3 Critical Leadership Skills For Driving Change

There comes a point for every business where leaders need to introduce changes — whether to respond to competition, improve business processes or react to customer feedback. These adjustments play an integral role in improving your performance, and even if your team is showing healthy signs of productivity, staying still risks eventually falling behind those who are innovating.

Change is important, but also challenging. A study by McKinsey & Co discovered that a large majority of businesses fail at transformational change — over two-thirds of participating executives described their restructuring initiatives as unsuccessful. And it seems that the trend stays consistent, because the Center for Creative Leadership came across a similar problem two years later.

What holds businesses back? Is there a common mistake that they share? Research doesn’t point at one universal cause of failure, but it does identify several leadership skills which increase chances of success: communication, collaboration and commitment. Let’s break these down.

1) Communication: Making the change story clear

While a robust plan is without a doubt central to any change commitment, a surprisingly low number of business executives across both studies said they would go back and invest more time in planning. It seems like the most foolproof step, but is it enough on its own? Turns out that it’s not — an overwhelming 65% of businesses claim that what had the strongest impact was clear and frequent communication at every stage of the change process.

Communication affects how stakeholders perceive developments and whether they agree with them. If there is any internal resistance, due to a lack of clarity on why and how change is happening, it becomes far less likely for leaders to achieve the buy-in they need. Innovation is driven by individuals, and they have to be fully on board to stay motivated and productive throughout the implementation stage.

What the studies point to is that teams require a consistent and transparent story which illustrates the beginning (the purpose), middle (the progress) and end (the objectives) of the changes being proposed. Otherwise, they may seem not only unnecessary, but also damaging. Leaders need to respond to concerns, facilitate discussion and reduce any internal competition. By following this approach, you could not only encourage your team, but also reduce the likelihood of individuals working in isolation with one-sided assumptions.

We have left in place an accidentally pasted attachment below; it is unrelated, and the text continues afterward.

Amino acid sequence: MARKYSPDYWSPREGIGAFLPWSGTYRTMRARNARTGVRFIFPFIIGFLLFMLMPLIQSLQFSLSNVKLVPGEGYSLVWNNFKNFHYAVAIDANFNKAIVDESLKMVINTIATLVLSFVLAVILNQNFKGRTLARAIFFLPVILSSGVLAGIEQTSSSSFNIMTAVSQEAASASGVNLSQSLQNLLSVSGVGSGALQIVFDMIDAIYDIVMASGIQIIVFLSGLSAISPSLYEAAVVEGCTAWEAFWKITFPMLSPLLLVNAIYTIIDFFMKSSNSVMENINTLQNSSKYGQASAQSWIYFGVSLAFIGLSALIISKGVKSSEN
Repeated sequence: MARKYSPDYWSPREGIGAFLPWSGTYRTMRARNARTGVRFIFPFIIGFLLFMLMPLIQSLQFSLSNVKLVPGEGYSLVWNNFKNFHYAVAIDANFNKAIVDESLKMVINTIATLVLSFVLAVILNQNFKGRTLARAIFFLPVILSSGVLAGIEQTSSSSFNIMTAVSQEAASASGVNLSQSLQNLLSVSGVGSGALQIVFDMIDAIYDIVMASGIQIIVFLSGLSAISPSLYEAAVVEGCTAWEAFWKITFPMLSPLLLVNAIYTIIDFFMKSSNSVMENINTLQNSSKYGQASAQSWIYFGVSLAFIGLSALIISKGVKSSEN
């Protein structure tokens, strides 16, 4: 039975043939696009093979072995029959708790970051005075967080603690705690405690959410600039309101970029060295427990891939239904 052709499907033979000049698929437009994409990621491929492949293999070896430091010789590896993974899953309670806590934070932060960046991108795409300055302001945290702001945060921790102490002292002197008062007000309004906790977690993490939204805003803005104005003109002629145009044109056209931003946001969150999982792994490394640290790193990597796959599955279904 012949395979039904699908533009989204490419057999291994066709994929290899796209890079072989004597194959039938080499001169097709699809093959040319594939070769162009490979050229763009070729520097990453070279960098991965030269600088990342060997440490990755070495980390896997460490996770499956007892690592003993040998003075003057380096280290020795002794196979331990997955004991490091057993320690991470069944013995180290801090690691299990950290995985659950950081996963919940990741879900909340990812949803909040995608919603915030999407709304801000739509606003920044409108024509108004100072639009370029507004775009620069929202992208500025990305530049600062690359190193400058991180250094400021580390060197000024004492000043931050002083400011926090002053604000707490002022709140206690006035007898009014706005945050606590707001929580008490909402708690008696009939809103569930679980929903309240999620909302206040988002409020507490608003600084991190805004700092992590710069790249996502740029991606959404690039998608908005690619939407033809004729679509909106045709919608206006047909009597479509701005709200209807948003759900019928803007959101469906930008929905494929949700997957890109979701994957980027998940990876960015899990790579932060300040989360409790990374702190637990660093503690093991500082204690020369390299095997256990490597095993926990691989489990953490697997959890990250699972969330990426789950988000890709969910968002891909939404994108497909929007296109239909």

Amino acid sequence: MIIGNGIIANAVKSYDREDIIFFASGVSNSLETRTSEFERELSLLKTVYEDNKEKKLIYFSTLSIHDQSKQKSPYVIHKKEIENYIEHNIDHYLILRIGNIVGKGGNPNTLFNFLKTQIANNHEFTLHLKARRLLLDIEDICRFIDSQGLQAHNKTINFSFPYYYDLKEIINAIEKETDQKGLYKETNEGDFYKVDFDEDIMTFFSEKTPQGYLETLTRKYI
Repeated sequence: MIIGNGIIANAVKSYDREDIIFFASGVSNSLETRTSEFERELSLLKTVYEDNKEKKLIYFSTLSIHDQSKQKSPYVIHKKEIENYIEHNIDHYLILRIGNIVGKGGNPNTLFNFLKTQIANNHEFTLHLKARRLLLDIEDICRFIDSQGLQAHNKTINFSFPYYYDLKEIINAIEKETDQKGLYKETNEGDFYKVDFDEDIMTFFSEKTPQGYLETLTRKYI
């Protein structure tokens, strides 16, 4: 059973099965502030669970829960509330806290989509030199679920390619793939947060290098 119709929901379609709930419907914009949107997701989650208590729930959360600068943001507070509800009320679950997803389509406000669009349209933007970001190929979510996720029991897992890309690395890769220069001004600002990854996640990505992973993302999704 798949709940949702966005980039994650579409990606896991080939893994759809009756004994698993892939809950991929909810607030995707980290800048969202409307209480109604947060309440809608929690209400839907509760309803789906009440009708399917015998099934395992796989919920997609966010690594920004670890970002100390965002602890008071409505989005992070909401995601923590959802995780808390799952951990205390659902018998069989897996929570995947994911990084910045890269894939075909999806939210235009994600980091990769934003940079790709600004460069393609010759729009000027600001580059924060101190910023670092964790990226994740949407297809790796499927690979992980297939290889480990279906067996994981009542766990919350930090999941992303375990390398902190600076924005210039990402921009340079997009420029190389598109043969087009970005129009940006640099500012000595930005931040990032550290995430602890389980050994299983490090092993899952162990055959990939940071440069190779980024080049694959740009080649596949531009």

2) Collaboration: Breaking down the silos and empowering individuals

Proactive and consistent communication tackles another stumbling block — the silo mentality. This mindset is observed when groups work in isolation as separate units, rather than a cohesive team, and no information is shared between them. In environments with this approach, it becomes easy for work to be repeated without reason, only because there is no opportunity for individuals to keep up with each other’s responsibilities.

Effective leadership removes these boundaries by bringing people together and continuously providing visibility on progress and achievements. This in turn brings attention to the influence each team member has by highlighting their contributions and affirming the importance of each role. As a result, it becomes more likely for people to be engaged and motivated.

Encouraging collaboration can also keep the change story alive. When individuals work together and have ample opportunity to share thoughts and ideas, they also have the chance to express concerns or share feedback. This could not only improve the productivity of the team, but also remove any factors that brew an ‘us versus them’ atmosphere.

3) Commitment: Paving the way forward

As researchers from the Centre of Creative Leadership put it — “Changing yourself in service of the change goal.” The leaders who succeeded in implementing organizational changes were those who acted as role models and exhibited the desired shifts in beliefs and behaviors. They regarded their initiatives enthusiastically and remained resilient in the face of complications (which seem inevitable for every business).

The key takeaway from these findings is that individuals who commit with a positive attitude and stay focused on the big picture are more likely to reach their intended destination. In contrast, leaders who are unable to step away from their comfort zones and pave the way forward find it more challenging to achieve buy-in from stakeholders, which leads to less productive efforts further down the line.

Commitment to change also means commitment to those driving it. Academic research from 2014 discovered that one of the most effective approaches to change leadership is to make yourself available for guidance and discussions and proactively support team members who are involved. The result was higher levels of dedication displayed by the employees themselves.

The right focus

What all three of these skills have in common is that they allow you to focus on the core of your business: your people. They drive the innovation and growth that keeps you moving forward. Change for them can be frightening, but with the right approach, you can guide them through the process and see the revolutionary ways your business develops.

Author: Vasilena Stamboliyska

Vasilena is part of the content team at Spotcap Australia. As a financial technology company, their aim is to support SMEs with tailored finance and help them focus on what really matters—their business.

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